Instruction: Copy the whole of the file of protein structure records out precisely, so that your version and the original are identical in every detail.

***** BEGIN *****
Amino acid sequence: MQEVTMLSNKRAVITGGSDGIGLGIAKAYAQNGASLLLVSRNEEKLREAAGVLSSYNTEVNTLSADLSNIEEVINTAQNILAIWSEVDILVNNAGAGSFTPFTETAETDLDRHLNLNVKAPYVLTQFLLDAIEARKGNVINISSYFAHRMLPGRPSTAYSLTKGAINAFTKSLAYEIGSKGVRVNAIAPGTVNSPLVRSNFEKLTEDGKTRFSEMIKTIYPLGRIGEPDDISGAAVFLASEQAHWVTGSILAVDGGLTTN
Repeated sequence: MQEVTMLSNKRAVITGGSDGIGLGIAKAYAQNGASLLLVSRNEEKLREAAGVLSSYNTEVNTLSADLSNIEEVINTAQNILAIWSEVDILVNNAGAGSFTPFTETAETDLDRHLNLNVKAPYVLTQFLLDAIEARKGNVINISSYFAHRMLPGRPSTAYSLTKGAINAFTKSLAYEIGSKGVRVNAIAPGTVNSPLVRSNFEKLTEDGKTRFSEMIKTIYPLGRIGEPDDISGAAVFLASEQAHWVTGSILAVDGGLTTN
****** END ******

Amino acid sequence: MQEVTMLSNKRAVITGGSDGIGLGIAKAYAQNGASLLLVSRNEEKLREAAGVLSSYNTEVNTLSADLSNIEEVINTAQNILAIWSEVDILVNNAGAGSFTPFTETAETDLDRHLNLNVKAPYVLTQFLLDAIEARKGNVINISSYFAHRMLPGRPSTAYSLTKGAINAFTKSLAYEIGSKGVRVNAIAPGTVNSPLVRSNFEKLTEDGKTRFSEMIKTIYPLGRIGEPDDISGAAVFLASEQAHWVTGSILAVDGGLTTN
Repeated sequence: MQEVTMLSNKRAVITGGSDGIGLGIAKAYAQNGASLLLVSRNEEKLREAAGVLSSYNTEVNTLSADLSNIEEVINTAQNILAIWSEVDILVNNAGAGSFTPFTETAETDLDRHLNLNVKAPYVLTQFLLDAIEARKGNVINISSYFAHRMLPGRPSTAYSLTKGAINAFTKSLAYEIGSKGVRVNAIAPGTVNSPLVRSNFEKLTEDGKTRFSEMIKTIYPLGRIGEPDDISGAAVFLASEQAHWVTGSILAVDGGLTTN